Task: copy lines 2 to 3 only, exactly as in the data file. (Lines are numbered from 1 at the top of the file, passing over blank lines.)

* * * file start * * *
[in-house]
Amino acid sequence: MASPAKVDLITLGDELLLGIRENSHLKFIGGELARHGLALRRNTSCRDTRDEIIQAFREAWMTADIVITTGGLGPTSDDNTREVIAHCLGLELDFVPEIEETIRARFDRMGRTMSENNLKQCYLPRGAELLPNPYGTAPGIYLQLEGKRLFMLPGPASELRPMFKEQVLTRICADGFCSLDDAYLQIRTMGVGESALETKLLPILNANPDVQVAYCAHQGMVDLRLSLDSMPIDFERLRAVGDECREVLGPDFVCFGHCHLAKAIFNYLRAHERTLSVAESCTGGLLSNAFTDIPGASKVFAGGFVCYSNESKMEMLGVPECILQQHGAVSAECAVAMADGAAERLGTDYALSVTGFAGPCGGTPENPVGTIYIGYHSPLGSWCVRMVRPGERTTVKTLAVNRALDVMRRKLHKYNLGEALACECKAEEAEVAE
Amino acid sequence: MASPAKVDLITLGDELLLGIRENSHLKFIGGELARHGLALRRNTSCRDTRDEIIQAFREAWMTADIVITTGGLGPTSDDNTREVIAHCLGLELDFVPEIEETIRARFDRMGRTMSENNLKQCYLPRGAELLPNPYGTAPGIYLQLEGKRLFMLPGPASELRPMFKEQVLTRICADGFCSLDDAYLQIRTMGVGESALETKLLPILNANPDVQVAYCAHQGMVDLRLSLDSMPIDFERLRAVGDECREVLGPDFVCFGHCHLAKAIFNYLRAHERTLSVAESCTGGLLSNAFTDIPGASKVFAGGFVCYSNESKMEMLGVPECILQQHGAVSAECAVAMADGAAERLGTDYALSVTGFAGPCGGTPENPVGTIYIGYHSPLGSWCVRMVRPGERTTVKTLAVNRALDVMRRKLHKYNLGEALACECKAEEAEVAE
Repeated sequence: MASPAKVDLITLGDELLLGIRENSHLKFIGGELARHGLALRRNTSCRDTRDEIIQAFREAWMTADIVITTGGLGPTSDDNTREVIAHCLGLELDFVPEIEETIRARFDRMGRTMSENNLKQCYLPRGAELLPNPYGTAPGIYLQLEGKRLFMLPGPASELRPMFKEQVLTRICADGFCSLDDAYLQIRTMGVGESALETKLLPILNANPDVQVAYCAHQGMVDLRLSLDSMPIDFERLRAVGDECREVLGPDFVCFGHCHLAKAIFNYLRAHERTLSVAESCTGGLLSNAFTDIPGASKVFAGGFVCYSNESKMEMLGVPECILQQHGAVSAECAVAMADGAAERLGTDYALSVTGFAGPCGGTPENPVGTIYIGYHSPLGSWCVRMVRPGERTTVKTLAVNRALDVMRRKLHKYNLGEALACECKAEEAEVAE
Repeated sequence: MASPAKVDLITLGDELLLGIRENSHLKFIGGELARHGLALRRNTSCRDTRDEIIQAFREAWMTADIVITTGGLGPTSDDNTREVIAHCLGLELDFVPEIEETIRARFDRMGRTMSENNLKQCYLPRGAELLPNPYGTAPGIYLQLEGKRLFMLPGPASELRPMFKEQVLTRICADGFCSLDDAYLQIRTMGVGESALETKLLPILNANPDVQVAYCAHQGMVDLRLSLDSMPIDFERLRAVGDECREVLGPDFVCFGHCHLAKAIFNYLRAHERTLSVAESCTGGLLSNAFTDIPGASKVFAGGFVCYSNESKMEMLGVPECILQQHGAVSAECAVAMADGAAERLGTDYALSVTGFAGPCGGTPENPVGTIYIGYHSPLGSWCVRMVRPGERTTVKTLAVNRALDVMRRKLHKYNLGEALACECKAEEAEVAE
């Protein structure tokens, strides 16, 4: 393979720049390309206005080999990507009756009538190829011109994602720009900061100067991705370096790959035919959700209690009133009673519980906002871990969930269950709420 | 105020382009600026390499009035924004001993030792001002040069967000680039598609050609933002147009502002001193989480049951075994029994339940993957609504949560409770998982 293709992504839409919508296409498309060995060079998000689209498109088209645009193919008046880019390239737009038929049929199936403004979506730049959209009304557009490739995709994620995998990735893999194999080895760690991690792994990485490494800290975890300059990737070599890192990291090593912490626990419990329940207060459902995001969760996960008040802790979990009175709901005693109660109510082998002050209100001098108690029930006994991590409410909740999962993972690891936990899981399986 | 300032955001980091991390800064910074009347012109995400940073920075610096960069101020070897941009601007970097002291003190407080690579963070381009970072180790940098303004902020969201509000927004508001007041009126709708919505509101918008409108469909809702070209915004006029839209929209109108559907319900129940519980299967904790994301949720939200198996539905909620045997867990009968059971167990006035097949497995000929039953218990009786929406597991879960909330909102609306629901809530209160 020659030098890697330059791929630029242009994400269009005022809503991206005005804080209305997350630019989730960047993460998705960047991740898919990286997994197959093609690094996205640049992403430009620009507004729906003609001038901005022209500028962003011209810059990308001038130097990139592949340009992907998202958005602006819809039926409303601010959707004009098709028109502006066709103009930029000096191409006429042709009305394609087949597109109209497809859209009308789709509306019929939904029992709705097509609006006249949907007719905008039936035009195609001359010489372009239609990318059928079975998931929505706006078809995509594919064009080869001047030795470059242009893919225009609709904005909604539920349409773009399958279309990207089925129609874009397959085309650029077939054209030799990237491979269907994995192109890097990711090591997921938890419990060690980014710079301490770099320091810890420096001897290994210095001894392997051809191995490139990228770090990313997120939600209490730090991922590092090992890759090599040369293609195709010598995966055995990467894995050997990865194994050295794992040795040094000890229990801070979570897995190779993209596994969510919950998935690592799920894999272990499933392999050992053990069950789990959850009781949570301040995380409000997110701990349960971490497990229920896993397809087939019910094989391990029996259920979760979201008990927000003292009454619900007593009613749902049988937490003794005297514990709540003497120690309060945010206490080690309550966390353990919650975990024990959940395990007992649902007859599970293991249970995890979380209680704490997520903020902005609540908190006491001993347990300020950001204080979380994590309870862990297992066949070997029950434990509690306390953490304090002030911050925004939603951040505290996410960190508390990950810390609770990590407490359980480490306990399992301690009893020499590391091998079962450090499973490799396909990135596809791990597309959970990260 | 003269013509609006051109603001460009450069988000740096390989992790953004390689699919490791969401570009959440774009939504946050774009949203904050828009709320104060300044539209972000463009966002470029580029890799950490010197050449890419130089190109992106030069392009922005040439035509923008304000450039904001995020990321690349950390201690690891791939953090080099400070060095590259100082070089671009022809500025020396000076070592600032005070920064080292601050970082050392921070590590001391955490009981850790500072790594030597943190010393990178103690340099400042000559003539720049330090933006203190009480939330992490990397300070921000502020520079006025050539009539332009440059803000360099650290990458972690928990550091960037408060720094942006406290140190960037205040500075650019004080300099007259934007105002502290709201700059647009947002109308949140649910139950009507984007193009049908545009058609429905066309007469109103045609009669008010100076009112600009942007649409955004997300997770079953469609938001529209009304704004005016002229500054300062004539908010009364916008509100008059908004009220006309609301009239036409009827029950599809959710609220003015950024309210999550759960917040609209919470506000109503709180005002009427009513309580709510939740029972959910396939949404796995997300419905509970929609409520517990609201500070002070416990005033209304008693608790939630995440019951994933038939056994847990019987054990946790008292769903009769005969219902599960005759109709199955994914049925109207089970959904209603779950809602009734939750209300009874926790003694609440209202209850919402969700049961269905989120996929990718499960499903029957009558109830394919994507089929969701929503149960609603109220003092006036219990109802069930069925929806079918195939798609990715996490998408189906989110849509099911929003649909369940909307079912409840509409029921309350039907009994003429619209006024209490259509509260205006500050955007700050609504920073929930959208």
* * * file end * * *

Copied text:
Amino acid sequence: MASPAKVDLITLGDELLLGIRENSHLKFIGGELARHGLALRRNTSCRDTRDEIIQAFREAWMTADIVITTGGLGPTSDDNTREVIAHCLGLELDFVPEIEETIRARFDRMGRTMSENNLKQCYLPRGAELLPNPYGTAPGIYLQLEGKRLFMLPGPASELRPMFKEQVLTRICADGFCSLDDAYLQIRTMGVGESALETKLLPILNANPDVQVAYCAHQGMVDLRLSLDSMPIDFERLRAVGDECREVLGPDFVCFGHCHLAKAIFNYLRAHERTLSVAESCTGGLLSNAFTDIPGASKVFAGGFVCYSNESKMEMLGVPECILQQHGAVSAECAVAMADGAAERLGTDYALSVTGFAGPCGGTPENPVGTIYIGYHSPLGSWCVRMVRPGERTTVKTLAVNRALDVMRRKLHKYNLGEALACECKAEEAEVAE
Amino acid sequence: MASPAKVDLITLGDELLLGIRENSHLKFIGGELARHGLALRRNTSCRDTRDEIIQAFREAWMTADIVITTGGLGPTSDDNTREVIAHCLGLELDFVPEIEETIRARFDRMGRTMSENNLKQCYLPRGAELLPNPYGTAPGIYLQLEGKRLFMLPGPASELRPMFKEQVLTRICADGFCSLDDAYLQIRTMGVGESALETKLLPILNANPDVQVAYCAHQGMVDLRLSLDSMPIDFERLRAVGDECREVLGPDFVCFGHCHLAKAIFNYLRAHERTLSVAESCTGGLLSNAFTDIPGASKVFAGGFVCYSNESKMEMLGVPECILQQHGAVSAECAVAMADGAAERLGTDYALSVTGFAGPCGGTPENPVGTIYIGYHSPLGSWCVRMVRPGERTTVKTLAVNRALDVMRRKLHKYNLGEALACECKAEEAEVAE